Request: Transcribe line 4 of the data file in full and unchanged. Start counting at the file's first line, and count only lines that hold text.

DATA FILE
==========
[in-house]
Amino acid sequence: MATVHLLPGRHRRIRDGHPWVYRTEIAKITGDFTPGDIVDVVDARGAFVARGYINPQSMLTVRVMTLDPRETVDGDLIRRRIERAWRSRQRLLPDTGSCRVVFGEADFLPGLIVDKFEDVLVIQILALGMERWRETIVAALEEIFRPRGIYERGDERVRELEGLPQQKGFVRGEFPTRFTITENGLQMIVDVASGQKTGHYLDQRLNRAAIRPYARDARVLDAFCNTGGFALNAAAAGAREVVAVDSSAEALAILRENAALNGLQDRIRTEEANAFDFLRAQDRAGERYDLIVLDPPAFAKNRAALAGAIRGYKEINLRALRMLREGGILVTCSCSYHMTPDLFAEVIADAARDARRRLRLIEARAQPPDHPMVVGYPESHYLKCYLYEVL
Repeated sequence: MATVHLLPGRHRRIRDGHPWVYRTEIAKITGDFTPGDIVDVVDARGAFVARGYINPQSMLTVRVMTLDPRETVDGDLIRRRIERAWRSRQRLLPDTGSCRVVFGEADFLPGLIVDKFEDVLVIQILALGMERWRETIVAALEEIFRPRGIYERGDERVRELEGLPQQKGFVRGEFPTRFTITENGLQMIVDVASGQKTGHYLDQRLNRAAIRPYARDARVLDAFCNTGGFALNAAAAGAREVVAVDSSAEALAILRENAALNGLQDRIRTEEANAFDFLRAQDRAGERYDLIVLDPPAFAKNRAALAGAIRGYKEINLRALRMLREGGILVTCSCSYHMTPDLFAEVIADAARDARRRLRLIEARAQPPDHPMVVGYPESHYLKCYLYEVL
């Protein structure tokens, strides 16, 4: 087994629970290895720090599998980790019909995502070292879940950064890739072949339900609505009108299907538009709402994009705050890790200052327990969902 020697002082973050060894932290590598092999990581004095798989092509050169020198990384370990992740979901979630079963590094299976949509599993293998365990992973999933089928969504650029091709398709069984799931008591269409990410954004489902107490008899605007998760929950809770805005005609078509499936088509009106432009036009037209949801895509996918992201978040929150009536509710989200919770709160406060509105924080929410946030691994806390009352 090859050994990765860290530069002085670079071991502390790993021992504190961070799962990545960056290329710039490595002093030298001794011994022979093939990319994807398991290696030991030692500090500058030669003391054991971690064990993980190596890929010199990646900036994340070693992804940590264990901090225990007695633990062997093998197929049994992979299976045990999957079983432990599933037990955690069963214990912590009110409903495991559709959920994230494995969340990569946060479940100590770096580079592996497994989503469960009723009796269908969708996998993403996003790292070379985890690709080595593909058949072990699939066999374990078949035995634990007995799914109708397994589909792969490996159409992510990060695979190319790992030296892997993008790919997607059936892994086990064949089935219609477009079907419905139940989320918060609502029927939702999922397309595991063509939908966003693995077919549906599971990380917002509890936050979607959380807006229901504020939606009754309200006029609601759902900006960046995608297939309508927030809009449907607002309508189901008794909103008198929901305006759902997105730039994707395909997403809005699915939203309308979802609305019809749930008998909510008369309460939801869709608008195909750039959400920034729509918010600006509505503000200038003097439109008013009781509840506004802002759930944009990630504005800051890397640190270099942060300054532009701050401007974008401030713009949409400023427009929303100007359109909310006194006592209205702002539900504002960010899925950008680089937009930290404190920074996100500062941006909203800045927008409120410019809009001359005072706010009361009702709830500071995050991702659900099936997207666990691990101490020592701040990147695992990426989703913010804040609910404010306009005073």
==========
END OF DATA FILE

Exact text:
């Protein structure tokens, strides 16, 4: 087994629970290895720090599998980790019909995502070292879940950064890739072949339900609505009108299907538009709402994009705050890790200052327990969902 020697002082973050060894932290590598092999990581004095798989092509050169020198990384370990992740979901979630079963590094299976949509599993293998365990992973999933089928969504650029091709398709069984799931008591269409990410954004489902107490008899605007998760929950809770805005005609078509499936088509009106432009036009037209949801895509996918992201978040929150009536509710989200919770709160406060509105924080929410946030691994806390009352 090859050994990765860290530069002085670079071991502390790993021992504190961070799962990545960056290329710039490595002093030298001794011994022979093939990319994807398991290696030991030692500090500058030669003391054991971690064990993980190596890929010199990646900036994340070693992804940590264990901090225990007695633990062997093998197929049994992979299976045990999957079983432990599933037990955690069963214990912590009110409903495991559709959920994230494995969340990569946060479940100590770096580079592996497994989503469960009723009796269908969708996998993403996003790292070379985890690709080595593909058949072990699939066999374990078949035995634990007995799914109708397994589909792969490996159409992510990060695979190319790992030296892997993008790919997607059936892994086990064949089935219609477009079907419905139940989320918060609502029927939702999922397309595991063509939908966003693995077919549906599971990380917002509890936050979607959380807006229901504020939606009754309200006029609601759902900006960046995608297939309508927030809009449907607002309508189901008794909103008198929901305006759902997105730039994707395909997403809005699915939203309308979802609305019809749930008998909510008369309460939801869709608008195909750039959400920034729509918010600006509505503000200038003097439109008013009781509840506004802002759930944009990630504005800051890397640190270099942060300054532009701050401007974008401030713009949409400023427009929303100007359109909310006194006592209205702002539900504002960010899925950008680089937009930290404190920074996100500062941006909203800045927008409120410019809009001359005072706010009361009702709830500071995050991702659900099936997207666990691990101490020592701040990147695992990426989703913010804040609910404010306009005073």